@astrojuanlu I agree that the UX of much free code software needs improving and lots of people are working on that. But keep in mind that one thing driving those improvements in the UX of proprietary software is the existential risk of users switching to the free code equivalent. If the vendors of proprietary software can scupper their free code competitors - eg by diluting copyleft protection - then there's a risk that those who sacrifice freedom for convenience will have neither.
@astrojuanlu Two things. This ...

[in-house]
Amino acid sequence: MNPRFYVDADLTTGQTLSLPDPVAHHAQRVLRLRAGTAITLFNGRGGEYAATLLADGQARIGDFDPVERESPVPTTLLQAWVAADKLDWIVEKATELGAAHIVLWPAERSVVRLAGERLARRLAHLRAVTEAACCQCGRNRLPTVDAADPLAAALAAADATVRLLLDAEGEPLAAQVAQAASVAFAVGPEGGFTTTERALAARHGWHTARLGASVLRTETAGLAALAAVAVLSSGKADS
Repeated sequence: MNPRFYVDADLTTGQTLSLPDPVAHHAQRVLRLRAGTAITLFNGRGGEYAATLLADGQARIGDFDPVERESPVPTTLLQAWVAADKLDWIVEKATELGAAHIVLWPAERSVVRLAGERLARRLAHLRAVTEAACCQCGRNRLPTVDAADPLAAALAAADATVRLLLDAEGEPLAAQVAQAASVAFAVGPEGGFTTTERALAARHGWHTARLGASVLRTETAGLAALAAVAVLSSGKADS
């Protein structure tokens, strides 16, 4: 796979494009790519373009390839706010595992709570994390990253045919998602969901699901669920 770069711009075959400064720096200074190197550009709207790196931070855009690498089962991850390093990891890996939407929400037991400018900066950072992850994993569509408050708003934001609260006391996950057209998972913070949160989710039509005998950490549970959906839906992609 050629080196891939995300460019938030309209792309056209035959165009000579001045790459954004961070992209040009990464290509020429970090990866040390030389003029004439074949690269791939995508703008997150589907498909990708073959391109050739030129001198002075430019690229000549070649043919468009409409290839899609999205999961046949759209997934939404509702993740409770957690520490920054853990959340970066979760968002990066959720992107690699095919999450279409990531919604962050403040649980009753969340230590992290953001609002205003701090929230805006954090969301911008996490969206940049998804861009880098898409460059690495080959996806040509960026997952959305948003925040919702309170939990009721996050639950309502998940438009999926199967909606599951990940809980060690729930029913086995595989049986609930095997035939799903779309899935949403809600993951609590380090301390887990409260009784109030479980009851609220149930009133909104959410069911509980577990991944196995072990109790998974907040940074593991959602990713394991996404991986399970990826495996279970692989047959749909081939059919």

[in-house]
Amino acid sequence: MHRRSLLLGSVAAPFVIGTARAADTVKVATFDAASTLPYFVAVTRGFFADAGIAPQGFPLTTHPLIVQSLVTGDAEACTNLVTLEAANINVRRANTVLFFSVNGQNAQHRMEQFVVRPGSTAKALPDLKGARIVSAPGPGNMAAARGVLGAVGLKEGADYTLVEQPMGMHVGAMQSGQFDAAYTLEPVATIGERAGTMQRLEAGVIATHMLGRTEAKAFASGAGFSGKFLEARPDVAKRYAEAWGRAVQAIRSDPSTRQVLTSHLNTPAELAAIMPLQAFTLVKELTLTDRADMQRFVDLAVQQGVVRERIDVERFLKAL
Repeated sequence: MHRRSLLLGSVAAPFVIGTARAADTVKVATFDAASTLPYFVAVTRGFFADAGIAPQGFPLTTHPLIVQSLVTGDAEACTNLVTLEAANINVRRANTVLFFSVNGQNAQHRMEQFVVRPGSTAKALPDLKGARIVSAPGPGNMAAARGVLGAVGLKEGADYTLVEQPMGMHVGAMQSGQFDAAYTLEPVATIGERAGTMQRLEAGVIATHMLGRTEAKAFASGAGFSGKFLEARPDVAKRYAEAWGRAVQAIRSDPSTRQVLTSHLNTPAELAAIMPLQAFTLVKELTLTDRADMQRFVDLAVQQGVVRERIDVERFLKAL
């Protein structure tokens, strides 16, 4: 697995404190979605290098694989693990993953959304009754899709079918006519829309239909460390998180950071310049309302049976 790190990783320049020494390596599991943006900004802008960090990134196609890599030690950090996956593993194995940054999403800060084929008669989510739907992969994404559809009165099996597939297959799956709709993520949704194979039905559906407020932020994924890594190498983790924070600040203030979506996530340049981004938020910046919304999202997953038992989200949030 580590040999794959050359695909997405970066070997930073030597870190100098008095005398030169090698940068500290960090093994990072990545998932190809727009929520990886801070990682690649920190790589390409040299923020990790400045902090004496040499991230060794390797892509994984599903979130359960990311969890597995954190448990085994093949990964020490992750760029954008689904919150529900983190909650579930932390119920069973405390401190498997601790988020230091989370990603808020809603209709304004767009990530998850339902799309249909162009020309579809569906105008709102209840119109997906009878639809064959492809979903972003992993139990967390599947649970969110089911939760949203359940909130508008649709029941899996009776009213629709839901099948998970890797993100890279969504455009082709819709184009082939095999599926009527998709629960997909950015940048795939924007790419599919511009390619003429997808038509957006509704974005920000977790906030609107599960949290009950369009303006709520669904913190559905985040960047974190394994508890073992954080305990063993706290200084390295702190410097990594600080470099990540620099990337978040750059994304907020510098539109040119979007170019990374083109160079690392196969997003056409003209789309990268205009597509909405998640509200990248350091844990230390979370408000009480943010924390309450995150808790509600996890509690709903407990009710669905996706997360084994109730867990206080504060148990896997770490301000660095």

> the UI/UX of most free-as-in-freedom user applications is still terrible, with no signs of improving.
... is blatantly untrue. I can give multiple counter-examples. Your comment is based on what suits your argument, not actual observations over that time. Yet you call us zealots?
Secondly, you've ignored the actual point of my post, which is the role of free code competitors as a driver of UX improvements in proprietary products.
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